ANALYST – An anagram (to become) of TANYA L (left) S (Sweden).

6 Fiery Duke of York, e.g. leads to awkward situation (3,6)
HOT POTATO – A three letter word for fiery and a vegetable of which Duke of York is a variety.

7 Run riot among immature Belgians (5)
REBEL – The answer is hidden (among) the last two words of the clue.

8 Fearsome Director studied on bed without book (7)
DREADED – The abbreviation for director followed by a four letter word meaning studied and the bed from the clue without the abbreviation for book.

14 Scruffy denim = zero progress! (9)
MODERNIZE – An anagram (scruffy) of DENIM ZERO.  You should use the English rather than American spellings where you are able to do so.  If you need (because of cross-checking letters) to use an American spelling, you should indicate this in the clue.  Here, you could (to maintain the anagram) have has progress for Trump.  I think that the = here does not work as it needs to convey with for an anagram of A with B.

16 Jumping the gun before ready (9)
PREMATURE – A three letter prefix meaning before followed by a six letter word meaning ready or ripe.

17 Fail to meet comedian (5,2)
STAND UP – Double definition, the first meaning to jilt and the second a comedian who performs solo in front of a mike.

18 Turned down Judge, experienced (7)
REFUSED – A three letter word for a judge or match official followed by a four letter word meaning experienced.

19 Graciously, I enquired initially about pike, for attendant (7)
GHILLIE – The first letters (initially) of the first three words of the clue around (about) another word for a geographical feature that can be referred to as a pike.  The initial letter of a single letter word does not seem very elegant.  Whilst not incorrect, perhaps using a name such as Irene would have improved the clue.

20 Prods kebabs (7)
SKEWERS – Double definition but the crossover between the two is very close.  Try to keep a degree of separation in the two meanings of a double definition.

22 Run round you and me, ending that pleasure (5)
GUSTO – A two letter word meaning run around the word that describes “you and me” and the last letter (ending) of that.  Some editors would required “ending of that”

24 Give up earnings (5)
YIELDS – Double definition, the first meaning cedes and the second representing the earnings from a given investment.

40 comments on “Rookie Corner – 304

  1. An enjoyable solve that all went together smoothly for us. Nice level of difficulty.
    Thanks Fringilla.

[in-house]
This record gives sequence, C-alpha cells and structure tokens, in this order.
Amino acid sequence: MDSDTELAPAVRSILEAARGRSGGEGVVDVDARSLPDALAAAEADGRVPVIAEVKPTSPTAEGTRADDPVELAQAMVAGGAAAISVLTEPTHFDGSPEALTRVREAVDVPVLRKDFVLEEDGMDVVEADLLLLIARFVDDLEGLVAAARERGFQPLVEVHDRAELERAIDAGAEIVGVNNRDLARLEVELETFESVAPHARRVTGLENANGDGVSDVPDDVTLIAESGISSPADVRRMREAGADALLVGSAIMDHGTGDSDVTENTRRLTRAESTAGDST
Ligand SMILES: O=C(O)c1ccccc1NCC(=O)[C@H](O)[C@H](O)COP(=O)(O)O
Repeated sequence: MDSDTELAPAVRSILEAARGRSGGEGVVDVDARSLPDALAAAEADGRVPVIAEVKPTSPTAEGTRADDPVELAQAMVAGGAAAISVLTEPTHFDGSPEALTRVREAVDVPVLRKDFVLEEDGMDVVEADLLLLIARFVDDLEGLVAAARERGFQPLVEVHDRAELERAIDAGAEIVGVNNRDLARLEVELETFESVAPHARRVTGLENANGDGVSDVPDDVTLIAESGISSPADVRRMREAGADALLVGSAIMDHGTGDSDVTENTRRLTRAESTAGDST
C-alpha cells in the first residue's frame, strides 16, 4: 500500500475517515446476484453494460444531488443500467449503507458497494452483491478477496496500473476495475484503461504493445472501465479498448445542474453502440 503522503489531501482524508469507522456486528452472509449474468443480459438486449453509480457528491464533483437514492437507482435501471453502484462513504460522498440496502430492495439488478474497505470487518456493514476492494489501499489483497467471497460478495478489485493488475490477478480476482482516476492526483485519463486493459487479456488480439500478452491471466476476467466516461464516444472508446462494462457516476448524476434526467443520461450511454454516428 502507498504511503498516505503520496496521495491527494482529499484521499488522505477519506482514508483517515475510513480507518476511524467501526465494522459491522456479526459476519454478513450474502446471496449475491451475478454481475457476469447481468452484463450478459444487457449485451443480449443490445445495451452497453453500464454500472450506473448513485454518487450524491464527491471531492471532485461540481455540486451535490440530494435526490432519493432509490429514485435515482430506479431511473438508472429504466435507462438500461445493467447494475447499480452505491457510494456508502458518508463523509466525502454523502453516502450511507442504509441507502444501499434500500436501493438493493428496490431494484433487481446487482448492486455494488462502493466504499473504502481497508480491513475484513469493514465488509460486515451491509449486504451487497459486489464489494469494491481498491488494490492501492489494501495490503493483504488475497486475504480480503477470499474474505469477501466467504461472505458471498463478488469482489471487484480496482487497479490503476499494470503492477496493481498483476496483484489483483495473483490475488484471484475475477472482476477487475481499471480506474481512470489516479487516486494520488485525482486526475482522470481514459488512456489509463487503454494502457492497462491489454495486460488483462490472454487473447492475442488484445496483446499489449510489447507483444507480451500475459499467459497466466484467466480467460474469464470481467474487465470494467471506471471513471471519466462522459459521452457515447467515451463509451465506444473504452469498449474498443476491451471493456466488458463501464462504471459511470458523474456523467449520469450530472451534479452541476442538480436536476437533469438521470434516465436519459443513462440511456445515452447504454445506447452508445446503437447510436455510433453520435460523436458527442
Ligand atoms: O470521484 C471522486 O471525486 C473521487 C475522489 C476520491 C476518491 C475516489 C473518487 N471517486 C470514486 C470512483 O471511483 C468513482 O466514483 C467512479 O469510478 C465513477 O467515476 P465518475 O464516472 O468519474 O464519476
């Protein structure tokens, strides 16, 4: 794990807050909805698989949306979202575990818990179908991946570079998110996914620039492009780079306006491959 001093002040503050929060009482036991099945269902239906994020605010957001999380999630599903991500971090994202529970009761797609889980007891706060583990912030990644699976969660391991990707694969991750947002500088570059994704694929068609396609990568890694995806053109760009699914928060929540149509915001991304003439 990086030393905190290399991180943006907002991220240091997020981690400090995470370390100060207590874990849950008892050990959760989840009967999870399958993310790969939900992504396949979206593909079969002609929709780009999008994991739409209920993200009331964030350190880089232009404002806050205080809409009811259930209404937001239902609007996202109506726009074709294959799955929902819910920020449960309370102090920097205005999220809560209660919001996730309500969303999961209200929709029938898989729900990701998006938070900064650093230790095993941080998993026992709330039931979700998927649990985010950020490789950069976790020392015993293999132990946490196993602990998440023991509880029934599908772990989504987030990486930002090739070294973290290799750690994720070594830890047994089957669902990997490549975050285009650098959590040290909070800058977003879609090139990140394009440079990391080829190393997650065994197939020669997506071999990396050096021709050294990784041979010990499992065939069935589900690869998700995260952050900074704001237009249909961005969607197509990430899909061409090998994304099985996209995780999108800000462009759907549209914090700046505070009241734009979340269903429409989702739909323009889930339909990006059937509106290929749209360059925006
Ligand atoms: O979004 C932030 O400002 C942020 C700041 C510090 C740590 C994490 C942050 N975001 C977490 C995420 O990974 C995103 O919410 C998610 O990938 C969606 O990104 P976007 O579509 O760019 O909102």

2. Thanks Fringilla, that felt quite accomplished nicely succinct clues.
    Should not 14d be spelt with a “Z”?

        1. This is one of the problems of filling a grid on Crossword Compiler, which offered the …ise version! I have already tackled this with the setter, so it shouldn’t happen again.

  3. Thanks Fringilla
    Sensible straightforward clues made for a quick solve. I didn’t notice any major problems with any of the clues; my only comment is that in a few cases both sides of the clue are very similar eg in 4d 16d 10a 23a 20d.

  4. A nice solve-over-breakfast crossword – and I learnt something new too – just one ?

    Thanks to Fringilla and, in advance, to Prolixic

  5. My goodness, Fringilla. I do believe you have arrived!

    Your improvement from your first Rookie puzzle to your second, and now further improvement to this one is remarkable. Very well done indeed.

    You have eliminated obscurities, your cluing is brief and accurate, and your surfaces are generally smooth. This was a pleasure to solve.

    Just a couple of observations:
    – Be careful with abbreviations. Neither L = Money nor S = Sunday are given in Chambers. You could easily get round this for these two clues by using Lire instead of money in 17a and Special instead of Sunday in 25a.
    – Is it OK to apply “initially” to “I” as you have done in 19d? Again easy to resolve by replacing I with, say, “Ian”. I’ll be interested in Prolixic’s opinion of this.

    I’ve got lots of ticks on my page, and my favourite was 17d.

    Many thanks, Fringilla, and in advance to Prolixic.

  6. Very straightforward, partly due to Mucky’s comment plus some obvious definitions and anagrams – nothing wrong with that though

    My only thought (other than 14d) is 13a lurker indicator – keeps, contains, holds, bags, trousers etc but I don’t think ‘gives’ quite works

    Pretty smooth throughout so well done and thanks for the entertainment Fringilla

    1. Thanks Roy. I think most of the lurkers sound OK but – apart from being obvious – don’t always fit. I was probably being lazy.

  7. Solved this during the wee small hours and immediately afterwards wrote on my sheet – ‘so much better’.
    I did have to check on the required Duke of York and winced a little over the spelling of 14d but it was only the abbreviations mentioned by RD that were a cause for concern.